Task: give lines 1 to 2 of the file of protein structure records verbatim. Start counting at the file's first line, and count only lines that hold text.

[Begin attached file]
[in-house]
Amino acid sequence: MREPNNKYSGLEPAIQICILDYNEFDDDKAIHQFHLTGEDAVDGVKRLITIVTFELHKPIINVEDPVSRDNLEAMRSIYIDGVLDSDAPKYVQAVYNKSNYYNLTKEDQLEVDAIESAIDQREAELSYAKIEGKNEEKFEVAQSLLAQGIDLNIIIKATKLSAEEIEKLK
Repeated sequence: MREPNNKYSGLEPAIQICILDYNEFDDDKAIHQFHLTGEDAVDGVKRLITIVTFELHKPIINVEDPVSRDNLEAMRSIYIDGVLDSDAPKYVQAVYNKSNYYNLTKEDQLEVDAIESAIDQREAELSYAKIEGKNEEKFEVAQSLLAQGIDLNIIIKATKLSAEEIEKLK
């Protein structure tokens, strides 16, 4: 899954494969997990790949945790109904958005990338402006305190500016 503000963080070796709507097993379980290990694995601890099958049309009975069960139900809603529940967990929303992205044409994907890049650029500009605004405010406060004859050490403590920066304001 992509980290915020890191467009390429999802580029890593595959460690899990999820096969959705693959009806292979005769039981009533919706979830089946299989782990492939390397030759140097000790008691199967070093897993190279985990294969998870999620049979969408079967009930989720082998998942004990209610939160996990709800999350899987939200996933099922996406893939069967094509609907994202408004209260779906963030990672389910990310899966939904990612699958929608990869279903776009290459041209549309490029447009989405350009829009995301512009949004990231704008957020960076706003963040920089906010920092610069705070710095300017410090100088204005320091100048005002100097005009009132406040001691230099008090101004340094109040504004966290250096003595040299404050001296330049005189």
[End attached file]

[in-house]
Amino acid sequence: MREPNNKYSGLEPAIQICILDYNEFDDDKAIHQFHLTGEDAVDGVKRLITIVTFELHKPIINVEDPVSRDNLEAMRSIYIDGVLDSDAPKYVQAVYNKSNYYNLTKEDQLEVDAIESAIDQREAELSYAKIEGKNEEKFEVAQSLLAQGIDLNIIIKATKLSAEEIEKLK